WASHINGTON – The Biden administration plans to evacuate at least some of the Afghans who worked with the US military and face the threat of retaliation from the Taliban before the official completion date of the US 9/11 withdrawal, said Thursday senior administration officials.
The White House had previously refused to approve the idea, but President Joe Biden gave the green light to evacuation plans on Thursday, telling reporters: “Those who helped us will not be left behind.”
The decision follows internal debate and urgent appeals in recent weeks from lawmakers on both sides, veterans of the war in Afghanistan, Afghans who risked their lives to support U.S. soldiers and diplomats in the America’s longest war.
Asked about the fate of Afghans who worked as interpreters or in other jobs, Biden said, “We have already started the process” of helping Afghan partners.
When asked which country they would be transferred to, the president said he did not know and mentioned that he would meet with Afghan President Ashraf Ghani at the White House on Friday.
An unknown number of Afghans who have worked as interpreters for the US government and have applied for visas will be transferred to a third country, where their documents will be reviewed, senior administration officials have said.
It was still not clear how many Afghans would be evacuated, which third country would accept them and when the operation would begin.
Pentagon press secretary John Kirby said the relocation could involve civilian planes, not military planes. An evacuation of 6,600 Iraqi Kurds to Guam in 1996-97 also used chartered civilian planes.
To help Afghans threatened by the Taliban because of their work for US forces, Congress created the Special Immigrant Visa Program. But the SIV program has been hampered by bureaucratic delays, and advocates say Afghan partners face serious threats from the Taliban as they wait for their requests to be processed.
“While we have increased our resources and significantly accelerated the processing times for the SIV, we recognize that some of these interpreters and translators have been in the process, in some cases for years, and are still waiting to receive their visas,” said a senior administration official. .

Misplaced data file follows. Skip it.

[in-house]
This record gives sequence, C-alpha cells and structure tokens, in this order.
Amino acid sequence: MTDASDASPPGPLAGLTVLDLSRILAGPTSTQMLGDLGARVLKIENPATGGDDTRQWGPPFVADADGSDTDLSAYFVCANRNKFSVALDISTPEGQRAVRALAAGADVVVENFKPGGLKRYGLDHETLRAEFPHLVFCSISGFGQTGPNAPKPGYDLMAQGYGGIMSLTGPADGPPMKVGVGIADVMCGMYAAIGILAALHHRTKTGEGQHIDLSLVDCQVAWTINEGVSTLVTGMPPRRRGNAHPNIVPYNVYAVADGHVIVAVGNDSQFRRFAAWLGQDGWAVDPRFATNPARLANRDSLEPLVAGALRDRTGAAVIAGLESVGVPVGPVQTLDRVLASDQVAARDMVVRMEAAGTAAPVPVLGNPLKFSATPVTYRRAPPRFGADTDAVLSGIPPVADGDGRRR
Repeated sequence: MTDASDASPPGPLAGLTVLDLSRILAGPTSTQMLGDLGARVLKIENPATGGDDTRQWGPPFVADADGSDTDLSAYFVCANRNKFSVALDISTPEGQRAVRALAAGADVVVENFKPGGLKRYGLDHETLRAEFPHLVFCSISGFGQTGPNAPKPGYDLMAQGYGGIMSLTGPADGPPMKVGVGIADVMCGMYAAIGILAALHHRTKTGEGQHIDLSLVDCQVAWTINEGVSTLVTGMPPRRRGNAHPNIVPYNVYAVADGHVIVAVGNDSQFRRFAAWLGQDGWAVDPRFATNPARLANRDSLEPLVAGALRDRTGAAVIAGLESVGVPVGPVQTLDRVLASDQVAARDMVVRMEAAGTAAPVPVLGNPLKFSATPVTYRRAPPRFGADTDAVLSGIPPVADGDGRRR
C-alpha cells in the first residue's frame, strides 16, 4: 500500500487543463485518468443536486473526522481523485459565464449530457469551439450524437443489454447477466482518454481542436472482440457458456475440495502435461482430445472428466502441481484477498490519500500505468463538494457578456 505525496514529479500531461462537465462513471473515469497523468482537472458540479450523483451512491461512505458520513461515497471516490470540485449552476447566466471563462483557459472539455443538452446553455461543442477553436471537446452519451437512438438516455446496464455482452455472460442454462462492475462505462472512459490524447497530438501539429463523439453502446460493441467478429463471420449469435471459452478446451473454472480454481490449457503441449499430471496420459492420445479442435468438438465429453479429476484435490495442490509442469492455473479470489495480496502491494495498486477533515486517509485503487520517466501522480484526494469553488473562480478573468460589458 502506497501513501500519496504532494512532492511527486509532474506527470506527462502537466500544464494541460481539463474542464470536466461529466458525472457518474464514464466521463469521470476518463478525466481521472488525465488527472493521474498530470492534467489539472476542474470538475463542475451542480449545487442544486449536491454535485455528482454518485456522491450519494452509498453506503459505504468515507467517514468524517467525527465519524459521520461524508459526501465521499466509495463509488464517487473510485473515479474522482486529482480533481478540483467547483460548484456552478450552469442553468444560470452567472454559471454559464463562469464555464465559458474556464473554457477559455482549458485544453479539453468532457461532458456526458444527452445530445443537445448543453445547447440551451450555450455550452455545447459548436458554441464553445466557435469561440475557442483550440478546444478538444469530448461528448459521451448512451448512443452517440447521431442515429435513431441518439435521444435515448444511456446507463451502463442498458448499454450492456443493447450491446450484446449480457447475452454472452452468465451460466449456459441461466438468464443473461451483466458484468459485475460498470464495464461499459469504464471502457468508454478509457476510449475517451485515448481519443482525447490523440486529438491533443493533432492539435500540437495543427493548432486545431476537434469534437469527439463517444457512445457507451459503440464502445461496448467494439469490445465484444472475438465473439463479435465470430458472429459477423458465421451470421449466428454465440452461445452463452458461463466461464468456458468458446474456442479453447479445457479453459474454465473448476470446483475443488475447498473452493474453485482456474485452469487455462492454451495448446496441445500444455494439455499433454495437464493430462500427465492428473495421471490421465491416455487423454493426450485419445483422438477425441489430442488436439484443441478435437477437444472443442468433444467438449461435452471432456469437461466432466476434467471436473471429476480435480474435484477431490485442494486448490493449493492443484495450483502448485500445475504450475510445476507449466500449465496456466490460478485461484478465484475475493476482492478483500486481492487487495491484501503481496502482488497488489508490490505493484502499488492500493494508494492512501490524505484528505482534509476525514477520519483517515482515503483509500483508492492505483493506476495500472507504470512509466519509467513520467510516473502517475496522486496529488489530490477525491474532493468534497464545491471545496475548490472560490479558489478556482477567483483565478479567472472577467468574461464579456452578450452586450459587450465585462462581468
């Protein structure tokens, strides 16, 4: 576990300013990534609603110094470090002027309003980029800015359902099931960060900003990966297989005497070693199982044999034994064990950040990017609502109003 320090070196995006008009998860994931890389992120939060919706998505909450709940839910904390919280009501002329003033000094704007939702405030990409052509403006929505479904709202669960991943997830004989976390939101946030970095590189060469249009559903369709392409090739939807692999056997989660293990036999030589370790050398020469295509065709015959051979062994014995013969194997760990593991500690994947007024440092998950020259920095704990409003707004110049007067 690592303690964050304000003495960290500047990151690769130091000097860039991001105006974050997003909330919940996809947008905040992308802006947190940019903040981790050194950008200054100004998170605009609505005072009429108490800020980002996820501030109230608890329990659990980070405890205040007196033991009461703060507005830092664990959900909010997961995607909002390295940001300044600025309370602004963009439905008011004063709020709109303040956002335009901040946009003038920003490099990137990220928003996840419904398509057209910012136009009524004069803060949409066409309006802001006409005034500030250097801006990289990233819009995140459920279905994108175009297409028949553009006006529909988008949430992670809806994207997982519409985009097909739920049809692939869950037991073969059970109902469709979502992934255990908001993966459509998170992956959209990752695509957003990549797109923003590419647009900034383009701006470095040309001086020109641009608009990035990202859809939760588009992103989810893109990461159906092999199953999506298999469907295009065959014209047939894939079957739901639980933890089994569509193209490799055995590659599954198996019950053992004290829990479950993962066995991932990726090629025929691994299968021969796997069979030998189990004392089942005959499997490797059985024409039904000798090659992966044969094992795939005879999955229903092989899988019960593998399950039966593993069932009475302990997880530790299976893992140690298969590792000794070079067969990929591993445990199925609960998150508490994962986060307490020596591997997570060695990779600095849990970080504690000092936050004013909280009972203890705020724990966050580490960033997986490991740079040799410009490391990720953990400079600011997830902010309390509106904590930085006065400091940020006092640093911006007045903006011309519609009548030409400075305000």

“We identified a group of SIV candidates who served as interpreters and translators to be transferred to another location outside of Afghanistan before completing our military withdrawal by September, in order to complete the application process for visa, ”the official said.
The US withdrawal is expected to be effectively completed next month, officials said.
State Department deputy spokeswoman Jalina Porter said the evacuees would come from the 18,000 Afghans already in the special immigrant visa pipeline. She declined to say which countries they would be evacuated to, but said the relocation would be “in full compliance with all applicable laws, as well as in full coordination with Congress.”
The administration identifies Afghans who worked with the US government to be resettled in a third country to allow Afghans to “safely complete” the rest of the visa application process, she said.
The senior administration official has left open the possibility that the evacuations should be extended. “We anticipate all eventualities, in order to be prepared for all scenarios. If necessary, we will consider additional resettlement or evacuation options,” the official said.
Lawmakers, veterans groups and rights organizations have welcomed the announcement.
Chris Purdy, project manager of the Veterans for American Ideals program at Human Rights First, said the Biden administration should transport Afghans to U.S. territory of Guam, where the governor has already said Afghans would be welcome.
“It’s America’s responsibility, we don’t need to outsource to another country,” he said.
Purdy added that the administration should “publish their plan to make sure we get as many people out as possible.”
Advisers on both sides in Congress said the White House had informed lawmakers of the decision to carry out an evacuation and that some administration officials were in favor of sending Afghan partners to Guam.
Visa applicants in Guam would be granted more rights than in a third country, and it would be more difficult to send them back to Afghanistan from US territory, rights activists said.
Advocates have accused the Biden administration of acting far too slowly to protect the tens of thousands of Afghans whose lives are in mortal danger because of their association with American and Western organizations.
Veterans’ and refugee organizations have said they have been inundated with requests for help from former interpreters.